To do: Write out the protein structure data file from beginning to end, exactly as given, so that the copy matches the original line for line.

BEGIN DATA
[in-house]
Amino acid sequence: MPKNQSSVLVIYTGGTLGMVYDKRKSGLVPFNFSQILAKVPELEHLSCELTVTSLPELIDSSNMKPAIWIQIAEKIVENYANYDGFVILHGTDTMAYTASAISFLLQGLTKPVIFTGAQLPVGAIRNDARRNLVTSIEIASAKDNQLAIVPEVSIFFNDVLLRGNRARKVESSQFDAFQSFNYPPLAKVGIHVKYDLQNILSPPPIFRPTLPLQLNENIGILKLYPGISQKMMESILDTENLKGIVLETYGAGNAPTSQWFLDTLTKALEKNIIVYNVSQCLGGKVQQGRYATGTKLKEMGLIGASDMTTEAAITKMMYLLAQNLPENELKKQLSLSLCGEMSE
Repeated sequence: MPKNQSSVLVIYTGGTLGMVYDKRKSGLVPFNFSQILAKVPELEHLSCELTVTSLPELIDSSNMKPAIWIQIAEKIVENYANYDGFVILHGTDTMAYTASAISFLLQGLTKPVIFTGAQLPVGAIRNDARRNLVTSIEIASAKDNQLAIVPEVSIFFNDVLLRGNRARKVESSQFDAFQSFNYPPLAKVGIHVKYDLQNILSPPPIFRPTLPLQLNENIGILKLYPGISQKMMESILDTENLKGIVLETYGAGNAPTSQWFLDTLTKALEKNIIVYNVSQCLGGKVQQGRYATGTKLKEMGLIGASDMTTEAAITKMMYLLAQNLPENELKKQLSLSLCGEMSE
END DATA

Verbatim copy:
[in-house]
Amino acid sequence: MPKNQSSVLVIYTGGTLGMVYDKRKSGLVPFNFSQILAKVPELEHLSCELTVTSLPELIDSSNMKPAIWIQIAEKIVENYANYDGFVILHGTDTMAYTASAISFLLQGLTKPVIFTGAQLPVGAIRNDARRNLVTSIEIASAKDNQLAIVPEVSIFFNDVLLRGNRARKVESSQFDAFQSFNYPPLAKVGIHVKYDLQNILSPPPIFRPTLPLQLNENIGILKLYPGISQKMMESILDTENLKGIVLETYGAGNAPTSQWFLDTLTKALEKNIIVYNVSQCLGGKVQQGRYATGTKLKEMGLIGASDMTTEAAITKMMYLLAQNLPENELKKQLSLSLCGEMSE
Repeated sequence: MPKNQSSVLVIYTGGTLGMVYDKRKSGLVPFNFSQILAKVPELEHLSCELTVTSLPELIDSSNMKPAIWIQIAEKIVENYANYDGFVILHGTDTMAYTASAISFLLQGLTKPVIFTGAQLPVGAIRNDARRNLVTSIEIASAKDNQLAIVPEVSIFFNDVLLRGNRARKVESSQFDAFQSFNYPPLAKVGIHVKYDLQNILSPPPIFRPTLPLQLNENIGILKLYPGISQKMMESILDTENLKGIVLETYGAGNAPTSQWFLDTLTKALEKNIIVYNVSQCLGGKVQQGRYATGTKLKEMGLIGASDMTTEAAITKMMYLLAQNLPENELKKQLSLSLCGEMSE